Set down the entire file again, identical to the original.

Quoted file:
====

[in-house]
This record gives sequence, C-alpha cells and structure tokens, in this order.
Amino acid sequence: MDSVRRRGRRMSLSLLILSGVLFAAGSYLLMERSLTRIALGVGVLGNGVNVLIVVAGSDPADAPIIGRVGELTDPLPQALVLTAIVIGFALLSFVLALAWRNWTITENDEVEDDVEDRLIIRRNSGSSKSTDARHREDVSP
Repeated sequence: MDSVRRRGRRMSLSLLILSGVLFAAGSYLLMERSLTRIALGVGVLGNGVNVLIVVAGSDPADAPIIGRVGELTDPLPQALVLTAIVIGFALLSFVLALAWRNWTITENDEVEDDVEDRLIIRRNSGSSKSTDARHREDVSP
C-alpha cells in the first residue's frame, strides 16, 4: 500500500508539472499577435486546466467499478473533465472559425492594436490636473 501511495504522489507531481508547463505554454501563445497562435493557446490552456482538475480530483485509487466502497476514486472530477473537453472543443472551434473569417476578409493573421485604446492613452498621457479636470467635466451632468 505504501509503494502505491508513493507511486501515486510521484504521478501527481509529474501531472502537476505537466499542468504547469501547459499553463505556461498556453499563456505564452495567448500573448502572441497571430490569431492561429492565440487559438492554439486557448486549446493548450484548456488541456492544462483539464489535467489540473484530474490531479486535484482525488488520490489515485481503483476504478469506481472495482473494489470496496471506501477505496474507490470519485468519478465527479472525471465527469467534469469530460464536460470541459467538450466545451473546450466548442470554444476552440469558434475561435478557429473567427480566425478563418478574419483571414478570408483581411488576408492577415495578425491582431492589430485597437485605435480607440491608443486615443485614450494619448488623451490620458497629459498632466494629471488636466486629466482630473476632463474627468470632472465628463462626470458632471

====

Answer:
[in-house]
This record gives sequence, C-alpha cells and structure tokens, in this order.
Amino acid sequence: MDSVRRRGRRMSLSLLILSGVLFAAGSYLLMERSLTRIALGVGVLGNGVNVLIVVAGSDPADAPIIGRVGELTDPLPQALVLTAIVIGFALLSFVLALAWRNWTITENDEVEDDVEDRLIIRRNSGSSKSTDARHREDVSP
Repeated sequence: MDSVRRRGRRMSLSLLILSGVLFAAGSYLLMERSLTRIALGVGVLGNGVNVLIVVAGSDPADAPIIGRVGELTDPLPQALVLTAIVIGFALLSFVLALAWRNWTITENDEVEDDVEDRLIIRRNSGSSKSTDARHREDVSP
C-alpha cells in the first residue's frame, strides 16, 4: 500500500508539472499577435486546466467499478473533465472559425492594436490636473 501511495504522489507531481508547463505554454501563445497562435493557446490552456482538475480530483485509487466502497476514486472530477473537453472543443472551434473569417476578409493573421485604446492613452498621457479636470467635466451632468 505504501509503494502505491508513493507511486501515486510521484504521478501527481509529474501531472502537476505537466499542468504547469501547459499553463505556461498556453499563456505564452495567448500573448502572441497571430490569431492561429492565440487559438492554439486557448486549446493548450484548456488541456492544462483539464489535467489540473484530474490531479486535484482525488488520490489515485481503483476504478469506481472495482473494489470496496471506501477505496474507490470519485468519478465527479472525471465527469467534469469530460464536460470541459467538450466545451473546450466548442470554444476552440469558434475561435478557429473567427480566425478563418478574419483571414478570408483581411488576408492577415495578425491582431492589430485597437485605435480607440491608443486615443485614450494619448488623451490620458497629459498632466494629471488636466486629466482630473476632463474627468470632472465628463462626470458632471